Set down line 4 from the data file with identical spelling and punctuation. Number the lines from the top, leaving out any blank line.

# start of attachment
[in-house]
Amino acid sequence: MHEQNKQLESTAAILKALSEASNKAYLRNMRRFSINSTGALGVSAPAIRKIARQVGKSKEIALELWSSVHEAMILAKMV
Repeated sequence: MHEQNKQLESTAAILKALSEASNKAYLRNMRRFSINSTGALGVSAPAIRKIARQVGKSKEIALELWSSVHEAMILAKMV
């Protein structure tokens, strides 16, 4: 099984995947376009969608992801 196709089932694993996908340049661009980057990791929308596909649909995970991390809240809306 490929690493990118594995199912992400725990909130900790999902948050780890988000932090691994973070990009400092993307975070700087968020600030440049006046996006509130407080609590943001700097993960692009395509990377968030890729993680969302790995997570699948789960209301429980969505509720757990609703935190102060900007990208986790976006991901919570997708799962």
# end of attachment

């Protein structure tokens, strides 16, 4: 099984995947376009969608992801 196709089932694993996908340049661009980057990791929308596909649909995970991390809240809306 490929690493990118594995199912992400725990909130900790999902948050780890988000932090691994973070990009400092993307975070700087968020600030440049006046996006509130407080609590943001700097993960692009395509990377968030890729993680969302790995997570699948789960209301429980969505509720757990609703935190102060900007990208986790976006991901919570997708799962």